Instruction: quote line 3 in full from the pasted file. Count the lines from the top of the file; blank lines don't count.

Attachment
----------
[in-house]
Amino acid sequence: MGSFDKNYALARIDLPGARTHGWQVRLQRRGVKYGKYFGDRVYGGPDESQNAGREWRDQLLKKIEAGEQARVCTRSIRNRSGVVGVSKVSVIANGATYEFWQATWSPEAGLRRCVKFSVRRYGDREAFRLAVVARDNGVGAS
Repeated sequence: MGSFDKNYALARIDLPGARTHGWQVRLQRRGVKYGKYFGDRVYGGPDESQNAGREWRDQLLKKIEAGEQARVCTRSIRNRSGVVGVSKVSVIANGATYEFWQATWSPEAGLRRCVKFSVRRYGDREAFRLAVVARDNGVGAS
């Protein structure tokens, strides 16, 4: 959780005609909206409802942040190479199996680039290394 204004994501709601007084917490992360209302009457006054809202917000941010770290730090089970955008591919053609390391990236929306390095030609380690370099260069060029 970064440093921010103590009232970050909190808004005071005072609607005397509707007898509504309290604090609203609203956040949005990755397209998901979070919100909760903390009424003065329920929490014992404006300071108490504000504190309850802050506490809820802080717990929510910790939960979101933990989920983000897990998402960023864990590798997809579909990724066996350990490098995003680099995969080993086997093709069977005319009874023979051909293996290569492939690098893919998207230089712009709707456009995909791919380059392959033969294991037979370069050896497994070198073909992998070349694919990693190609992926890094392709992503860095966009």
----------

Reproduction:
Repeated sequence: MGSFDKNYALARIDLPGARTHGWQVRLQRRGVKYGKYFGDRVYGGPDESQNAGREWRDQLLKKIEAGEQARVCTRSIRNRSGVVGVSKVSVIANGATYEFWQATWSPEAGLRRCVKFSVRRYGDREAFRLAVVARDNGVGAS